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The Conservancy was founded in 1973 by a small group of architects, lawyers, planners, writers, and preservationists eager to save and reuse landmark buildings. Our early successes include saving the U.S. Custom House on Bowling Green and the Fraunces Tavern block, also in Lower Manhattan, restoring the Church of St. Ann and the Holy Trinity in Brooklyn, and converting the Federal Archive Building in Greenwich Village to residential apartments and stores. As the Conservancy grew, we developed financial and technical assistance programs that became models and have made us one of the leading preservation groups in the country.
Since the Conservancy’s founding, our programs have provided more than $40 million in grants and low-interest loans, accompanied by countless hours of hands-on technical consulting, revitalizing neighborhoods and preserving the character of our City for future generations.
For more than 25 years, the Technical Services program has provided expert architectural and preservation advice to property owners, developers, and contractors. The 1982 conversion of the Federal Archive Building created the Historic Properties Fund, now the nation’s largest revolving loan fund used exclusively for historic preservation. The Fund’s loans are available to owners of historic residential, commercial, religious, and nonprofit buildings.
The Sacred Sites Program, founded in 1986, became one of the first programs to offer technical assistance and grants to landmark churches, synagogues, mosques, and meetinghouses. The Conservancy also publishes Common Bond, a national journal for historic religious properties. The same year, the City Ventures Fund was established to aid non-profit community development organizations in low- and moderate-income neighborhoods. Its grants and loans help convert non-landmarked, architecturally significant buildings into affordable housing and community service centers.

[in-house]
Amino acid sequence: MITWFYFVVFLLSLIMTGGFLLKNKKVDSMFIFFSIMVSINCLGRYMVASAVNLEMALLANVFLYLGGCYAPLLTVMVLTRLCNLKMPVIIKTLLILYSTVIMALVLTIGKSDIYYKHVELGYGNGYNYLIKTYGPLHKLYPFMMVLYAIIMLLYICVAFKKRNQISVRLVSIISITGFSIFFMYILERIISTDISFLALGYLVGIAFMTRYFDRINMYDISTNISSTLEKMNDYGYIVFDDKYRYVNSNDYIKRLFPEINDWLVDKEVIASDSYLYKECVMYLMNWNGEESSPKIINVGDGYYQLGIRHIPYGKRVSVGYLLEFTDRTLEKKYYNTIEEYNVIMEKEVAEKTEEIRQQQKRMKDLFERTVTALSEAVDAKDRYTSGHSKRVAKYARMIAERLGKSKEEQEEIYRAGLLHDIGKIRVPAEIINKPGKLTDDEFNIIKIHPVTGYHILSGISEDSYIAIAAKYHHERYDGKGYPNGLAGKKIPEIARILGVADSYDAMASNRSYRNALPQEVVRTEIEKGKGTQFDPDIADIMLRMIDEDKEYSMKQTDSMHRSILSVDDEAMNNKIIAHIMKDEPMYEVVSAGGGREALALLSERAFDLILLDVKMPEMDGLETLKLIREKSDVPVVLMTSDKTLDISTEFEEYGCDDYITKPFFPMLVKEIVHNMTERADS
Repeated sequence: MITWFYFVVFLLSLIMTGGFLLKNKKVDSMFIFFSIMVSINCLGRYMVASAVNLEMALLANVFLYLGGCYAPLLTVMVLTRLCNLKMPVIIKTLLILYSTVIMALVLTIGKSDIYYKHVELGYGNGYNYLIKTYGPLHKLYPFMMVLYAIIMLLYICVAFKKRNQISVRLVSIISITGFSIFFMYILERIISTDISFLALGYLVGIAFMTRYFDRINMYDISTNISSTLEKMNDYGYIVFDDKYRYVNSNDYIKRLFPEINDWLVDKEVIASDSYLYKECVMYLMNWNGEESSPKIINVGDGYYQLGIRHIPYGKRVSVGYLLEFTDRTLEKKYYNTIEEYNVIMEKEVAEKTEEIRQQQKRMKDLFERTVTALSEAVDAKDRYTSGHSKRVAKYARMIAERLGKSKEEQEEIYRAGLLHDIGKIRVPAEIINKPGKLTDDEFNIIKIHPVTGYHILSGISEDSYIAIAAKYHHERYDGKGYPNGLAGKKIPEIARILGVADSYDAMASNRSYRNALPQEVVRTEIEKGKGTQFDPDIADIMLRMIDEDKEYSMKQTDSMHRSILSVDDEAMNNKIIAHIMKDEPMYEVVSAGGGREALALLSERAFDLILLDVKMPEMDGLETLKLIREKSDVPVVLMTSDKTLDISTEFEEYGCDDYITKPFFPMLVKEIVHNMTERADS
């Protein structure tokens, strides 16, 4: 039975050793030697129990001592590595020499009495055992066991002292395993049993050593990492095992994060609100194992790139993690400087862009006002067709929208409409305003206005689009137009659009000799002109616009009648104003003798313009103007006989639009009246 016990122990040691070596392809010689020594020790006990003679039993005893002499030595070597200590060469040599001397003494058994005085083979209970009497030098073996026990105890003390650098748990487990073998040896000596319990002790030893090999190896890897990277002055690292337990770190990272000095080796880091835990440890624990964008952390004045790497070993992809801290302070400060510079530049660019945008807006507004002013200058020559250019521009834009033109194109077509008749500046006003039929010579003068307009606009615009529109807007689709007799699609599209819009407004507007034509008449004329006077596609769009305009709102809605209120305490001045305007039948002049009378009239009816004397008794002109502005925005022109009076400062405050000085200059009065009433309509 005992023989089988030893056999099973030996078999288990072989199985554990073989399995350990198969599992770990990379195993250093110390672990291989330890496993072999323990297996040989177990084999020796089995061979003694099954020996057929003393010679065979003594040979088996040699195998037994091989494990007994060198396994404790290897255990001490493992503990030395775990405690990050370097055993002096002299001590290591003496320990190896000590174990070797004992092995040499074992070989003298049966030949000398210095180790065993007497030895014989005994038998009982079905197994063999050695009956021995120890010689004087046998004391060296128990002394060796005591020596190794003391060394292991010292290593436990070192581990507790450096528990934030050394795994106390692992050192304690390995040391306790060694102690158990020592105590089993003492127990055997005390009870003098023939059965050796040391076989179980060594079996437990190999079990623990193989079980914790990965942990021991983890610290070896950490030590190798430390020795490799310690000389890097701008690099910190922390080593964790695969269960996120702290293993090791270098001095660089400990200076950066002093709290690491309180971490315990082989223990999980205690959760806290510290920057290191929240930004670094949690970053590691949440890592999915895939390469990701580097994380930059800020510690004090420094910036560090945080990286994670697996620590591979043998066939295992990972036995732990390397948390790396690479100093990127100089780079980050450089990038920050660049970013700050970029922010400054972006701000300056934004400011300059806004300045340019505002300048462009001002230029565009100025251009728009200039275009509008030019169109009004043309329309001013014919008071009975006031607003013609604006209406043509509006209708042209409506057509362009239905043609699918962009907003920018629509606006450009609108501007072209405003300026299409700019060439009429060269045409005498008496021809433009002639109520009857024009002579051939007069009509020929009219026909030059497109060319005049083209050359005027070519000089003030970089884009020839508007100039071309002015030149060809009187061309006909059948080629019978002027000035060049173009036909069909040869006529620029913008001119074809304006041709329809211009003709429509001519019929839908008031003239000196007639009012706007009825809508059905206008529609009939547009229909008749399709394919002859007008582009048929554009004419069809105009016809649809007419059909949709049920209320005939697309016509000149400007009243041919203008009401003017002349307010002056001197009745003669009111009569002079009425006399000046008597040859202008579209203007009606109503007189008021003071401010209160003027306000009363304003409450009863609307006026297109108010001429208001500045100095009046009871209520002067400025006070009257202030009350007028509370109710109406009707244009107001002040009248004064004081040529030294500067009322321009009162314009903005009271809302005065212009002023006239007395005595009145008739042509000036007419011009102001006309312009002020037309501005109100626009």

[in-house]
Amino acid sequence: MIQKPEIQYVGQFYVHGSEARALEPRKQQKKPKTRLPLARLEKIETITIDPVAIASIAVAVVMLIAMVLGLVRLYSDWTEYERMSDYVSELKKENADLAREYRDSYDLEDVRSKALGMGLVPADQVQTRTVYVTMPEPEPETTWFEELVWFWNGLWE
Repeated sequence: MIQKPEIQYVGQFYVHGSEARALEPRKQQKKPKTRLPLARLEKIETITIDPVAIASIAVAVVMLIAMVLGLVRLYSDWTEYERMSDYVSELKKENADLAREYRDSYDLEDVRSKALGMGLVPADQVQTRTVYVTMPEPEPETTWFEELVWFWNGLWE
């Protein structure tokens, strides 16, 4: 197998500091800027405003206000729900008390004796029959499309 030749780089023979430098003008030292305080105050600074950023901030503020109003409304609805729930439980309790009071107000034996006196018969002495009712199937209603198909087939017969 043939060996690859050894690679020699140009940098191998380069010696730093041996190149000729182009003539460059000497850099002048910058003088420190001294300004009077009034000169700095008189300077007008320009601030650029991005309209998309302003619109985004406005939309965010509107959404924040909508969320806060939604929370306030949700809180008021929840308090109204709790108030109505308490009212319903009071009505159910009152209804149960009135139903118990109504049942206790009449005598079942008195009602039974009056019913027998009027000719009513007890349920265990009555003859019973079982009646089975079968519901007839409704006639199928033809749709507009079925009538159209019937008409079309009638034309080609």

The Conservancy advocates for preservation in Washington, Albany, and at City Hall. We encourage sound policies that incorporate preservation as an integral part of urban planning. To safeguard the more than 21,000 building protected by the City’s Landmarks Law, the Conservancy works closely with property owners, community groups, the Landmarks Preservation Commission, and other public agencies.
The Conservancy also hosts a wide variety of elegant, educational, and fun events. Our signature Living Landmarks gala create new ambassadors for preservation each year. The Chairman’s Award and the Lucy G. Moses Preservation Awards recognize leaders in preservation. Our exclusive tours offer a behind-the-scenes look at some of the City’s great historic places. Lectures and book-signings inform the public of preservation issues.
The Landmarks Conservancy has not achieved success alone. In addition to our dedicated board and staff, our partners include other preservation organizations, public agencies, the real estate community, construction and design professionals, and a long list of faithful corporate, foundation, and individual supporters.